UPDATED 10/30/12 1:04 a.m.
As of early Tuesday, about 4.1 million customers served by Con Edison, LIPA, PSEG, JCP&L, Connecticut Light and Power, Orange & Rockland, and NYSEG were without power. A customer is defined by a power meter, meaning that far more than 4.1 million people were in the dark.
In Manhattan alone, outages stretched from East 39th Street south all the way to the lower tip, Con Edison reported. A massive explosion rocked a Con Ed plant at 14th Street and Franklin D. Roosevelt East River Drive at 8:30 p.m. Monday.
About 6,500 of those customers had their power cut intentionally by Con Ed, in in an effort to protect equipment and allow for quicker restoration.
The company cut power to two areas – one bounded by Franklin Street on the north, William Street on the west, Wall Street on the south, and the East River on the east. The other is bounded by Broadway on the west, Wall Street on the north, and the lower tip of Manhattan on the south and east.
“The seawater from the storm surge threatened to flood the underground electrical delivery system. That prompted the shutdown,” Con Ed spokesman Allan Drury told CBS 2 Monday evening. “The shutdown will help avoid extensive damage to both company equipment and customer equipment, and that will allow us to help restore power more quickly once the storm passes.”
How quickly power can be restored depends on the extent of the damage, but power will be restored as soon as possible once the storm moves on, Drury said.
Other areas might also see their power cut.
“It’s very possible. We’re monitoring really all underground areas, but particularly areas south of 36th Street in Manhattan, and also parts of Brooklyn and Queens, and the Bronx as well,” Drury said.
Manhattan alone has some 21,000 miles of power lines beneath its streets and Con Ed has said most of the below ground equipment is sealed to protect it from flooding. But the utility said some power might have to be cut, as salt water is more damaging to equipment if power is on.
Meanwhile, Long Island Power Association crews had to stand down because of the extreme winds, but would be out again restoring power beginning at 7 a.m. The outages were spread throughout the island, spokeswoman Elizabeth Flagler said.
“It’s a combination of everything – there’s trees down, there’s wires down, there’s transition poles down. We won’t know the complete extent of the damage until tomorrow morning when we can survey the areas,” Flagler said.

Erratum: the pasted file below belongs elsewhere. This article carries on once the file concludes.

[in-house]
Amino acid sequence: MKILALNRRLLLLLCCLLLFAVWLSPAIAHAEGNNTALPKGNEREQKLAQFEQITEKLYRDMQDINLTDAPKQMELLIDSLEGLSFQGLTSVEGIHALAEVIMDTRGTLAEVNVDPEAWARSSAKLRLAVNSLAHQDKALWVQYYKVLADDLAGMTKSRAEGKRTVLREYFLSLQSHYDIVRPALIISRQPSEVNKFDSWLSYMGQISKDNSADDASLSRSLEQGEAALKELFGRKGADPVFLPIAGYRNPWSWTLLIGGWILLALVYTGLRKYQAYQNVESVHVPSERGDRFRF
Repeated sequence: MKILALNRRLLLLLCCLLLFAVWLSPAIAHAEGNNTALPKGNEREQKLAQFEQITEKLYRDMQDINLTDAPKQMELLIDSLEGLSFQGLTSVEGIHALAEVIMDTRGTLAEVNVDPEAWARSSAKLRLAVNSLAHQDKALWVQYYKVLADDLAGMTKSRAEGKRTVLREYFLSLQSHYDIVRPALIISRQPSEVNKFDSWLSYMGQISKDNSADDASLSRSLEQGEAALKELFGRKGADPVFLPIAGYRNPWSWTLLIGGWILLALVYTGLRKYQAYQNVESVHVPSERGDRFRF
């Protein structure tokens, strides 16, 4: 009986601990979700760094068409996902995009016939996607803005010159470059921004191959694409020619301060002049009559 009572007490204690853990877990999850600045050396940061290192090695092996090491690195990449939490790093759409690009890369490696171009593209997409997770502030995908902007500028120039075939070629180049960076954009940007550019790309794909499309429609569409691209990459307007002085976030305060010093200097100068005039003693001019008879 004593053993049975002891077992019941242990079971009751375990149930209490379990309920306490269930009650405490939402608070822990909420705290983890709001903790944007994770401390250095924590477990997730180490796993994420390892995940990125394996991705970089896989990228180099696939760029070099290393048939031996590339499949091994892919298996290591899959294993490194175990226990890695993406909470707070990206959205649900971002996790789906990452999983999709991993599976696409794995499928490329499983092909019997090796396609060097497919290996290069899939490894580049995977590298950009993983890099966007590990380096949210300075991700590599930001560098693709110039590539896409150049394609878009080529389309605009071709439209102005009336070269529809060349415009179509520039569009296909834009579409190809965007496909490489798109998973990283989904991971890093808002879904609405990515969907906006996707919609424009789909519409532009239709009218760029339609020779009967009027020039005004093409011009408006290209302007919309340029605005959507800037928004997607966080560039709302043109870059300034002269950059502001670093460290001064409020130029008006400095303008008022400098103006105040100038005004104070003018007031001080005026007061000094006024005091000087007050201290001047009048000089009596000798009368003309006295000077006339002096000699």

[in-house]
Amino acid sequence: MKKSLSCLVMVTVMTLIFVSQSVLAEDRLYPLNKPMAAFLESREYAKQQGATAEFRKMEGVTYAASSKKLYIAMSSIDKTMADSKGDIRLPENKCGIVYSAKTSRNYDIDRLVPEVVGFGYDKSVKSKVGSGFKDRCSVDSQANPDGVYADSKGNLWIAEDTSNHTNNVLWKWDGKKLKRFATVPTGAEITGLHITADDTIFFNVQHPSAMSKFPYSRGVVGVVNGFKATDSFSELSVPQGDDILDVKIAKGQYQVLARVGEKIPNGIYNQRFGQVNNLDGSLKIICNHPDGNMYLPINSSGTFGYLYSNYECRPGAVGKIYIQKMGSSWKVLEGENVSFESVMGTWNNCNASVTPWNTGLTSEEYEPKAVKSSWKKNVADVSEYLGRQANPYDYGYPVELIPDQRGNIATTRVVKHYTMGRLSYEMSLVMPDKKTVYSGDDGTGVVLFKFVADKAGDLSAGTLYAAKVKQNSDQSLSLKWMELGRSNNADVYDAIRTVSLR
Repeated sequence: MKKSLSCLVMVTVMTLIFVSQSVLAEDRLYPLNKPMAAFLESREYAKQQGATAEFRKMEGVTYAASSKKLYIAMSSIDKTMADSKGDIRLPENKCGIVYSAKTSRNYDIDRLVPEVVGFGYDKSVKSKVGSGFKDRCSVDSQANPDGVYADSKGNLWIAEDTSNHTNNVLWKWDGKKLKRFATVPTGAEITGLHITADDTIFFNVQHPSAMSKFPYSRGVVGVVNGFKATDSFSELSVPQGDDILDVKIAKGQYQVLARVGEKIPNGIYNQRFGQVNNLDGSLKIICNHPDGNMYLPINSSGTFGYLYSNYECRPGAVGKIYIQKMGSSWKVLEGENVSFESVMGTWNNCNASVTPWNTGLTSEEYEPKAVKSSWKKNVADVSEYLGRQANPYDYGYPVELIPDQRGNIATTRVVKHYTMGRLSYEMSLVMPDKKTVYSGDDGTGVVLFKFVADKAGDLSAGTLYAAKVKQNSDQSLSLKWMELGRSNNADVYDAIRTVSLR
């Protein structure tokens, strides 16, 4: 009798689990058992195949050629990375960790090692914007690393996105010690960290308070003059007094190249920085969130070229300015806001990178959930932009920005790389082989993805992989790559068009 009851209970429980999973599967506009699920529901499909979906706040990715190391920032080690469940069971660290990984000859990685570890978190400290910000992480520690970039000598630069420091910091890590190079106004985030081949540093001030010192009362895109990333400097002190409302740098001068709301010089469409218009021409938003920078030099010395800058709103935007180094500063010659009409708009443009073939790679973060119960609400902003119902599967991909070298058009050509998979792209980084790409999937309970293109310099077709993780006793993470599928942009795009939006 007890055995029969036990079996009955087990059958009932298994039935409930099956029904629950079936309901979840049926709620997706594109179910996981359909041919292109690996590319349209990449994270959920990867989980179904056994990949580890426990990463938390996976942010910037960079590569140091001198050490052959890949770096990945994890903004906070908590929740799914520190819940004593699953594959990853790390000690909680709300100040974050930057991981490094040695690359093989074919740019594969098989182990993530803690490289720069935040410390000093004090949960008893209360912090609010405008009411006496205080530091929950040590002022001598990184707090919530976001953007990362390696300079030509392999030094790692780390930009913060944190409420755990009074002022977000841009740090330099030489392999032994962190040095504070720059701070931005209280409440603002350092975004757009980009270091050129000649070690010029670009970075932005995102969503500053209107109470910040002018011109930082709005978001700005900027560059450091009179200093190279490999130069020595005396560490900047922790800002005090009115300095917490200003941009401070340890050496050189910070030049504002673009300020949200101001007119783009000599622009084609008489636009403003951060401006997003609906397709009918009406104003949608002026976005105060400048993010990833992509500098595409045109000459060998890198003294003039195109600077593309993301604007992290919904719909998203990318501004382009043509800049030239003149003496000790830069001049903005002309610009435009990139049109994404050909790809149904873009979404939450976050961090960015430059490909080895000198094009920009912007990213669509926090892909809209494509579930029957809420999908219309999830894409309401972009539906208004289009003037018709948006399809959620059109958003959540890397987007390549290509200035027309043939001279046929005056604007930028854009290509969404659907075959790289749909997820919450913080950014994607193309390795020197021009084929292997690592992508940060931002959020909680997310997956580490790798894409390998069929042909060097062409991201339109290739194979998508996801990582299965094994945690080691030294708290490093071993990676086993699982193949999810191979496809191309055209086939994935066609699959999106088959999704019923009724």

It is expected to take seven to 10 days to get the power back on, she said.
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In New York State alone, Andrew Gov. Cuomo’s office said 1,374,312 customers were without power as of 10 p.m.
Most of the affected Con Ed customers were in Brooklyn, Queens and Staten Island; most JCP&L customers were in Middletown Township, Toms River and Brick Township; and most Connecticut customers were in Colebrook, Barkamsted, New Hartford, Marlsborough, Salem, and Hebron.
As anticipated, trouble with power lines has also been reported. On 92nd Avenue in Richmond Hill, Queens, power lines were popping and sparking after water got into the insulation.
Residents were concerned before the Fire Department came to cut the lines.
“It just started at the corner. It was just a loud popping sound, and then it looked like a bunch of fireworks were occurring,” said resident Patrick Frey. “So by then, I had looked, and then I looked back, and it stopped, and then I went by my friend’s, and all of a sudden, I hear more popping noises, and I came outside, and it’s traveling now.”
Drury advised that anyone who sees sparking or downed power lines to stay away.
“Never assume that they’re de-energized. Assume that they’re live,” Drury said.” So don’t trust them with your hands or any object. Don’t try to move them at all.”
All downed wires should be reported to Con Ed and local police immediately. If a power line falls on your car when you are in it, Con Ed says to stay inside and wait for help.
Con Ed also advises that if you still have electrical power, you should fully charge your cell phone, laptop and other mobile devices, as well as extra batteries, so you can maintain communication. Any flashlights or battery-operated radios should also be checked to ensure they are working.
Also, Con Ed advises that if your power goes out, you should turn off all lights and appliances to prevent overloaded circuits when power is restored.
If your power is out, Con Ed advises against opening your freezer to see if its contents are still frozen, as every time the door is opened, the thawing process is accelerated. Most fully-loaded freezers will keep items frozen for about 36 to 48 hours, and most half-full freezers will keep food frozen for about 24 hours.